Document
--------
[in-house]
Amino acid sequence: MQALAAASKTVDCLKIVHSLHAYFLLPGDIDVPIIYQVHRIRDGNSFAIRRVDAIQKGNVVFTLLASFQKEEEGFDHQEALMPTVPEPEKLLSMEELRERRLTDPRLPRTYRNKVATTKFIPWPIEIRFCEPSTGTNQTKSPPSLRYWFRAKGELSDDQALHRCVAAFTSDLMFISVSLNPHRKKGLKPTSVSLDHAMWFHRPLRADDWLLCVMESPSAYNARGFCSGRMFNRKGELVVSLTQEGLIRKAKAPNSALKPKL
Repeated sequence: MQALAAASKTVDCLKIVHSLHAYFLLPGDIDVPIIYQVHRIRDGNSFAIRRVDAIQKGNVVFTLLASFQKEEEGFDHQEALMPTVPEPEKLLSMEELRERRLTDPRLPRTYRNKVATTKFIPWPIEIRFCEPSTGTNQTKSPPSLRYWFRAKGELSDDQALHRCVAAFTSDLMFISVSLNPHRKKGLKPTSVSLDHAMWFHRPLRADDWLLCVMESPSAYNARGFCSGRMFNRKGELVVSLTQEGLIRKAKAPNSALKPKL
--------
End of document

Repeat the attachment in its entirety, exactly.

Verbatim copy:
[in-house]
Amino acid sequence: MQALAAASKTVDCLKIVHSLHAYFLLPGDIDVPIIYQVHRIRDGNSFAIRRVDAIQKGNVVFTLLASFQKEEEGFDHQEALMPTVPEPEKLLSMEELRERRLTDPRLPRTYRNKVATTKFIPWPIEIRFCEPSTGTNQTKSPPSLRYWFRAKGELSDDQALHRCVAAFTSDLMFISVSLNPHRKKGLKPTSVSLDHAMWFHRPLRADDWLLCVMESPSAYNARGFCSGRMFNRKGELVVSLTQEGLIRKAKAPNSALKPKL
Repeated sequence: MQALAAASKTVDCLKIVHSLHAYFLLPGDIDVPIIYQVHRIRDGNSFAIRRVDAIQKGNVVFTLLASFQKEEEGFDHQEALMPTVPEPEKLLSMEELRERRLTDPRLPRTYRNKVATTKFIPWPIEIRFCEPSTGTNQTKSPPSLRYWFRAKGELSDDQALHRCVAAFTSDLMFISVSLNPHRKKGLKPTSVSLDHAMWFHRPLRADDWLLCVMESPSAYNARGFCSGRMFNRKGELVVSLTQEGLIRKAKAPNSALKPKL